Co-Teaching Approaches and the Different Roles of Teachers

Today teaching in the team or co-teaching is a necessary part of the education process. Team teaching and collaborative learning are increasingly used in developing teaching practical skills. Even though it is a novel method, it also embraces long-standing traditions of teaching. Co-teaching has become one of the most popular subjects for research in the area. The focus of this paper is the impact of team teaching not only on the achievements of students, but also on teachers, the process of training and organizational development, and, moreover, dealing with problems connected with the approach. We shall also describe recent findings related to research, not only in the field of inclusive education, but also other aspects such as the impact of teaching teams on students, teachers themselves, and the development of the process of training as well as organizational development.

Teaching Roles

King-Sears, Brawand, Jenkins, and Preston-Smith (2014) in their study describe the clarity of the division of roles and equal dialogue between teachers. Students have a clear understanding of the role their teachers perform at team training. Based on observations and analysis, it was concluded that the teaching roles are fundamental aspects, which should be discussed between the teachers. Often, examples of an assistant care model are observed. In this case, it is possible to talk not only about the work of the teacher assistant but also about cooperation between the classroom and correctional teachers in integrative and inclusive forms of education, in which generally one would expect an equal distribution of responsibility for what happens in the classroom. Each teacher has a specific experience (class teachers have class knowledge; correctional educators have special pedagogical and subject knowledge) and can contribute to the optimal organization of the lesson. There can be a confrontation, for example, correctional educators are not satisfied with the appointment to the role of assistant teacher. King-Sears, Brawand, Jenkins, and Preston-Smith (2014) confirm the existence of this problem. However, they point to the fact that parents of children with special needs appreciate the individual effort of the correctional educator.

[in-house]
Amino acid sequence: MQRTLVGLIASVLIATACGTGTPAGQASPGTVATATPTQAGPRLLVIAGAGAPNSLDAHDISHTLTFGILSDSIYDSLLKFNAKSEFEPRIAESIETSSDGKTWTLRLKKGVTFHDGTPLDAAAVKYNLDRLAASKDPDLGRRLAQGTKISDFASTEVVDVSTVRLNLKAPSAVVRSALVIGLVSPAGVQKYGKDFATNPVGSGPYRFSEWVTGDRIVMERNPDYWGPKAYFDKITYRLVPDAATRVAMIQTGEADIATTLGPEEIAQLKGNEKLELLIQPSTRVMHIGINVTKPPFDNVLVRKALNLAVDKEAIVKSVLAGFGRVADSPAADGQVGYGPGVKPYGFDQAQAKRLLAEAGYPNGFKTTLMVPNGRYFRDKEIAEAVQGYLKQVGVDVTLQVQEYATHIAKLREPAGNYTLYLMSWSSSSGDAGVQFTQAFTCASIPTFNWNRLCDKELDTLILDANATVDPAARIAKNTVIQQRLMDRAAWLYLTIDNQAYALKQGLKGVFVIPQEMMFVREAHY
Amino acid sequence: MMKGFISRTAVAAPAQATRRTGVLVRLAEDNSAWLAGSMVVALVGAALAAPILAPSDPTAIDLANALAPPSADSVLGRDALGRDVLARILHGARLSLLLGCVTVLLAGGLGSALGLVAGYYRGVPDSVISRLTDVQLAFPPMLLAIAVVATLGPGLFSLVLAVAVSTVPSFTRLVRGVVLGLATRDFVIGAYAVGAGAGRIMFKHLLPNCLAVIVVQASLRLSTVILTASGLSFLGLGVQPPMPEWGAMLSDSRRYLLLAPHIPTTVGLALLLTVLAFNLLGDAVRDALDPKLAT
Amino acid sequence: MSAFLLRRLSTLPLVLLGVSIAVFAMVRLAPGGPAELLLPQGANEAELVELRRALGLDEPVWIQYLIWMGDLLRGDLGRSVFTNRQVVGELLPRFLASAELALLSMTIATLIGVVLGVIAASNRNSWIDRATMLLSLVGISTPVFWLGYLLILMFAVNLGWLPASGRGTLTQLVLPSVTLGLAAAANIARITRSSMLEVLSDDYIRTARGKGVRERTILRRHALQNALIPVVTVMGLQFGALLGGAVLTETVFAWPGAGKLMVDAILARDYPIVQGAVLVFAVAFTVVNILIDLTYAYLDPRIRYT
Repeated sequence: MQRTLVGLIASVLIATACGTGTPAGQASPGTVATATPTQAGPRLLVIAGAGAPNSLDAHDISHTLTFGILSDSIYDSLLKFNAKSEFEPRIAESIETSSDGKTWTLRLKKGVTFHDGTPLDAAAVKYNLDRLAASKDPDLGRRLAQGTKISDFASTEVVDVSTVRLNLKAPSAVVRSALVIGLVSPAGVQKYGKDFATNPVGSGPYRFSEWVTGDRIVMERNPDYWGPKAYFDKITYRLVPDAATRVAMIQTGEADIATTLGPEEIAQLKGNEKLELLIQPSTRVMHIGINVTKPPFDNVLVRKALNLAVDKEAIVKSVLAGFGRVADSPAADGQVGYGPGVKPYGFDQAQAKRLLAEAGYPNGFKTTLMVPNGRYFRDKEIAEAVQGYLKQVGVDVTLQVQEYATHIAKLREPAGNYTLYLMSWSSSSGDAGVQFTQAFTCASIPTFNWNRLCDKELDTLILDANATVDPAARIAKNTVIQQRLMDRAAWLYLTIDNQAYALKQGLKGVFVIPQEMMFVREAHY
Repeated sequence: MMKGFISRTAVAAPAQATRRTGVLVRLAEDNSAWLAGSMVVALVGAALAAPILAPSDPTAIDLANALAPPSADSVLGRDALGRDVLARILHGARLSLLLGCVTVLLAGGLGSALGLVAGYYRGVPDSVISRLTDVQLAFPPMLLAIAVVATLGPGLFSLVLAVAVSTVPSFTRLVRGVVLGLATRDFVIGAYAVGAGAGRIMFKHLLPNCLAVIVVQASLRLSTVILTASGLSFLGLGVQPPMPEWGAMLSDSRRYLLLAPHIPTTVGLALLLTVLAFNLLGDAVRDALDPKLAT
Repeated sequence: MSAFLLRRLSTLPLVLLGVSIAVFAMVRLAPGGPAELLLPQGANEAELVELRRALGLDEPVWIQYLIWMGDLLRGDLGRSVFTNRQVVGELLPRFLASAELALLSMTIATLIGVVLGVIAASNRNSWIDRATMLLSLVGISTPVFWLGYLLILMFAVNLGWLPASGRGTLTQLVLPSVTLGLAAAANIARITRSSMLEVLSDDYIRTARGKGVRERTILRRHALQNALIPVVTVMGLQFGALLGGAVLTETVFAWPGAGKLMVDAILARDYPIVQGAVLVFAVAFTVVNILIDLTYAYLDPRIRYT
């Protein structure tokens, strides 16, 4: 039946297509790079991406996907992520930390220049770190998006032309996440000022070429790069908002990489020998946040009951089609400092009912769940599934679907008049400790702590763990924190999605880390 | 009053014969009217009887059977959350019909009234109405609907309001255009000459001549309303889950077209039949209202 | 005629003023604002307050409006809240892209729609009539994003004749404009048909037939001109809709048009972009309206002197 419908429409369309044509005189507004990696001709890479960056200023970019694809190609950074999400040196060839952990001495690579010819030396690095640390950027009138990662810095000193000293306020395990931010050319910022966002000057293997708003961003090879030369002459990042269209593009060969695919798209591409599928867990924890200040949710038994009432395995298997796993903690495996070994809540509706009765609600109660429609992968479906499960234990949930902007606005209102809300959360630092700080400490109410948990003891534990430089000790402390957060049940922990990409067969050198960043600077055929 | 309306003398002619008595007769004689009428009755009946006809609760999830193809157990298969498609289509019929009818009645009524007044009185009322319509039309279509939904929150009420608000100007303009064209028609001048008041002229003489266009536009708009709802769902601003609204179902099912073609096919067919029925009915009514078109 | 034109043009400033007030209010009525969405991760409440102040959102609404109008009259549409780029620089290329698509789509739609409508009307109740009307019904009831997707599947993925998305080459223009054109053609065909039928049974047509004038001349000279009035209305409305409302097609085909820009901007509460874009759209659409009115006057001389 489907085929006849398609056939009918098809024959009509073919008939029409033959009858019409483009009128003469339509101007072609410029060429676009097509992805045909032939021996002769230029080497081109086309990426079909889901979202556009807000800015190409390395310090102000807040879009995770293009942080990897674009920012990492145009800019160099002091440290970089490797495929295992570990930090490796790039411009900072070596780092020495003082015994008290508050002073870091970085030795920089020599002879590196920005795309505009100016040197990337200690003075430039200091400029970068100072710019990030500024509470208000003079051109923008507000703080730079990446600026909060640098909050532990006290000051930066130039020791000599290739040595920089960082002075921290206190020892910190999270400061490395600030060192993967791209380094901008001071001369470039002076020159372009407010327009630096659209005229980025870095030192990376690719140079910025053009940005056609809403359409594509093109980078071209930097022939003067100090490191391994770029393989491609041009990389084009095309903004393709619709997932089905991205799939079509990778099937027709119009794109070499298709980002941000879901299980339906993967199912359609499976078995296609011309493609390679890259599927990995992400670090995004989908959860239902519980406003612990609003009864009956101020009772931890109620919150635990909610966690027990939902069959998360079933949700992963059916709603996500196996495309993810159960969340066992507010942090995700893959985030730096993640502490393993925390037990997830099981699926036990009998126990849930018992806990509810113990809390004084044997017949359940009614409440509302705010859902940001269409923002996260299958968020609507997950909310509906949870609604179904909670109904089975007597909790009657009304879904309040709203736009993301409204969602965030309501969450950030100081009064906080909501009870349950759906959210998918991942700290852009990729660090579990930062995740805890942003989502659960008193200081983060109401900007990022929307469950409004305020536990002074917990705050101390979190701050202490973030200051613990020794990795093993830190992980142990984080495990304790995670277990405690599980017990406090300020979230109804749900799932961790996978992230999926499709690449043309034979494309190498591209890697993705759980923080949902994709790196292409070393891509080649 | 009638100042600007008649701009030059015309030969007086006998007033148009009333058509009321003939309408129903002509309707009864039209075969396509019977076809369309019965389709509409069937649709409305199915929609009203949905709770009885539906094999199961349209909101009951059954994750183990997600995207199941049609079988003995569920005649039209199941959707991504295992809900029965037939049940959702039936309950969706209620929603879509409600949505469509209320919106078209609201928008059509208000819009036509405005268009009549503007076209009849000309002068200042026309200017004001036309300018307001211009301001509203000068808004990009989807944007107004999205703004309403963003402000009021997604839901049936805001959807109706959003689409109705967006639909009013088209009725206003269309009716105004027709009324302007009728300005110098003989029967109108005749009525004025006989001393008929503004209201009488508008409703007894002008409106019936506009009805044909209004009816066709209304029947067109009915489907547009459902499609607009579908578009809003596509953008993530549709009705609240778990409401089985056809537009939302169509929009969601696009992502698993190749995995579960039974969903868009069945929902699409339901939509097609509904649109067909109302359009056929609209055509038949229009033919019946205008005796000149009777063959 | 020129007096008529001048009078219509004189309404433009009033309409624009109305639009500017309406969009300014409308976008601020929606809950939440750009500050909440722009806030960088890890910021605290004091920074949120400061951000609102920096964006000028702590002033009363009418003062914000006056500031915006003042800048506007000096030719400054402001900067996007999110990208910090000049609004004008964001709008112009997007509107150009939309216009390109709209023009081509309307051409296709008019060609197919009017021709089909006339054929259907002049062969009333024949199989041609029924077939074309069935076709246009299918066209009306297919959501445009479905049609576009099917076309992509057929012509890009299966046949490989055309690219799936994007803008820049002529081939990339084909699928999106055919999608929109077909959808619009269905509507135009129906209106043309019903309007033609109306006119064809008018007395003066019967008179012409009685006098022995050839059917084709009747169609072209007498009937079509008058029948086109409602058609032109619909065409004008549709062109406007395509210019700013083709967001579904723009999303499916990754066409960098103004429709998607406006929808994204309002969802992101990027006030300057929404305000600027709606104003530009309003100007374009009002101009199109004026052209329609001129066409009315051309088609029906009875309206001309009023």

King-Sears, Brawand, Jenkins, and Preston-Smith (2014) found that, although teachers worked together effectively, nonetheless the subject teacher communicated with the whole group twice as often than the special education teacher, and was three times more likely to explain the new topic. Special education teacher is not primarily responsible for the training. Both teachers were convinced that they have effective relationships in the team. Subject teachers more positively viewed the parity in the distribution of roles than correctional educators. Forty-three percent of students believed that the subject teacher is responsible for training, forty-three percent of respondents expressed the view that the responsibility is divided equally between the two teachers.

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Tajino and Walker (1998) showed in their study that a Japanese teacher of English worked together with a native speaker being his assistant and performing the role of interpreter. In other words, the students stayed in contact with the native speaker only because there was an assistant to establish effective communication. If he had mastered the Japanese language better, the presence of the assistant would have become redundant. As regards the effectiveness of teaching in the team, they noted that, although in general, all the results were positive.

It can be said that teachers either do not understand the roles they are given or unconsciously perform the assisting model, where one teacher takes the leading role and responsibility, while the assistant provides support and acts according to the instructions of the leading teacher. The longer a team works together, the less clear becomes who takes the leading position in joint exercises, and the joint responsibility of the two teachers is increasing. Thus, it is obvious that the team becomes less responsive in terms of reacting to the changing environment in the class. Therefore, it is not recommended to change the roles of the teachers in the team if the desired results are achieved.

The accumulation of knowledge of cooperation is an important condition for success. This can further be achieved by improving the quality of communication between the two teachers. The voluntary participation of teachers is important as well as the possibility of free choice of a team-mate. On the one hand, this is significant in terms of basic education and teaching facilities and team values, and on the other, different and complementary skills of teachers can be realized at this stage. This requires personal compatibility and interoperability of cooperating professionals. A good working relationship contributes to the manifestation of the willingness of teachers to change their teaching roles eventually considering different models of learning.

Teaching Models